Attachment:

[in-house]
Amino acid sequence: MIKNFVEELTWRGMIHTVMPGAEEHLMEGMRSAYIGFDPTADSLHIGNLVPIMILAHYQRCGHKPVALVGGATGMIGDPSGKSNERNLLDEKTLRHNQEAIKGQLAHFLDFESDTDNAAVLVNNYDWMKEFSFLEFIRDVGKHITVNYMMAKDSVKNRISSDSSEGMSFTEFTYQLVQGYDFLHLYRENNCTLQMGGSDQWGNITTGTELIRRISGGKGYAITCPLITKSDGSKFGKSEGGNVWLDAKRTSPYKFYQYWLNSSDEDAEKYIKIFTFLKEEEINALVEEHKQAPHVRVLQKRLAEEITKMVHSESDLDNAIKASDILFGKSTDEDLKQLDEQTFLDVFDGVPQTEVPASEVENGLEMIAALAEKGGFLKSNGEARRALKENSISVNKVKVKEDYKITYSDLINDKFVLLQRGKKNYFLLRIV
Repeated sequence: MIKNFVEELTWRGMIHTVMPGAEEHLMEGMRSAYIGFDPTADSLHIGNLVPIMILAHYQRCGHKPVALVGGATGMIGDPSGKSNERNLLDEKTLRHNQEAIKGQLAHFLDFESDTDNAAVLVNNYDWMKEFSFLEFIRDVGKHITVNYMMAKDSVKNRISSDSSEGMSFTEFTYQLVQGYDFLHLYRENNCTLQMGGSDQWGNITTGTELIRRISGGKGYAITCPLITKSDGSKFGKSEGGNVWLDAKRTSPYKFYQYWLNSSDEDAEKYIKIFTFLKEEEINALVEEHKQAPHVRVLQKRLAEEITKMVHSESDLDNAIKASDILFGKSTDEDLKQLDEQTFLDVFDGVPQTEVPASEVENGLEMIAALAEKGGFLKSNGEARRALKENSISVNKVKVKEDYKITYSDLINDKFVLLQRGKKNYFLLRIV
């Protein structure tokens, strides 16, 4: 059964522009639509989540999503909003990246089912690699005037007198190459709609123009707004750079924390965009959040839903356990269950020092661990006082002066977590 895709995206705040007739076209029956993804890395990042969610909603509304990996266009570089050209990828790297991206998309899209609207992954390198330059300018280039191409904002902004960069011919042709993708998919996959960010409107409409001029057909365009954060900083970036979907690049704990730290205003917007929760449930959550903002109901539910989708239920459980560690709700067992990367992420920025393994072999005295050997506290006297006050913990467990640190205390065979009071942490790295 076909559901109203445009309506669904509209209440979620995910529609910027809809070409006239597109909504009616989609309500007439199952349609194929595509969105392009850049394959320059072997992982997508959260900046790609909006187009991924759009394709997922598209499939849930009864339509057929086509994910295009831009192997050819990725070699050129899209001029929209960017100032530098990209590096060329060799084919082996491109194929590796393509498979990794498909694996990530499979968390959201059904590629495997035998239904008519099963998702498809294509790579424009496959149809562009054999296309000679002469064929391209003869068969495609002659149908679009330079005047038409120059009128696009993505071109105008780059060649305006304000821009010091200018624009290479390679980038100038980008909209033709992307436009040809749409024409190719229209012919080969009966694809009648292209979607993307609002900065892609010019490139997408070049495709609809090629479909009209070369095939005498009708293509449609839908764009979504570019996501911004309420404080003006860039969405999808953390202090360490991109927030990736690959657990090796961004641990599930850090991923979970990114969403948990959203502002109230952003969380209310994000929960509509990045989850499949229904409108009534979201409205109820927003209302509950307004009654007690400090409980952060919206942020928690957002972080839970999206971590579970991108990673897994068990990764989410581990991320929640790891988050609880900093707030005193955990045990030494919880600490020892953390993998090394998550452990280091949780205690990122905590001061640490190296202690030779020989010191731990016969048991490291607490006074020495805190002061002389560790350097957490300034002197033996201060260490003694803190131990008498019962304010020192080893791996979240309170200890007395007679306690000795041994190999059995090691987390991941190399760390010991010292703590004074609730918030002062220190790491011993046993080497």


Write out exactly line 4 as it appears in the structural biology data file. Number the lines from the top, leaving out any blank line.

């Protein structure tokens, strides 16, 4: 059964522009639509989540999503909003990246089912690699005037007198190459709609123009707004750079924390965009959040839903356990269950020092661990006082002066977590 895709995206705040007739076209029956993804890395990042969610909603509304990996266009570089050209990828790297991206998309899209609207992954390198330059300018280039191409904002902004960069011919042709993708998919996959960010409107409409001029057909365009954060900083970036979907690049704990730290205003917007929760449930959550903002109901539910989708239920459980560690709700067992990367992420920025393994072999005295050997506290006297006050913990467990640190205390065979009071942490790295 076909559901109203445009309506669904509209209440979620995910529609910027809809070409006239597109909504009616989609309500007439199952349609194929595509969105392009850049394959320059072997992982997508959260900046790609909006187009991924759009394709997922598209499939849930009864339509057929086509994910295009831009192997050819990725070699050129899209001029929209960017100032530098990209590096060329060799084919082996491109194929590796393509498979990794498909694996990530499979968390959201059904590629495997035998239904008519099963998702498809294509790579424009496959149809562009054999296309000679002469064929391209003869068969495609002659149908679009330079005047038409120059009128696009993505071109105008780059060649305006304000821009010091200018624009290479390679980038100038980008909209033709992307436009040809749409024409190719229209012919080969009966694809009648292209979607993307609002900065892609010019490139997408070049495709609809090629479909009209070369095939005498009708293509449609839908764009979504570019996501911004309420404080003006860039969405999808953390202090360490991109927030990736690959657990090796961004641990599930850090991923979970990114969403948990959203502002109230952003969380209310994000929960509509990045989850499949229904409108009534979201409205109820927003209302509950307004009654007690400090409980952060919206942020928690957002972080839970999206971590579970991108990673897994068990990764989410581990991320929640790891988050609880900093707030005193955990045990030494919880600490020892953390993998090394998550452990280091949780205690990122905590001061640490190296202690030779020989010191731990016969048991490291607490006074020495805190002061002389560790350097957490300034002197033996201060260490003694803190131990008498019962304010020192080893791996979240309170200890007395007679306690000795041994190999059995090691987390991941190399760390010991010292703590004074609730918030002062220190790491011993046993080497």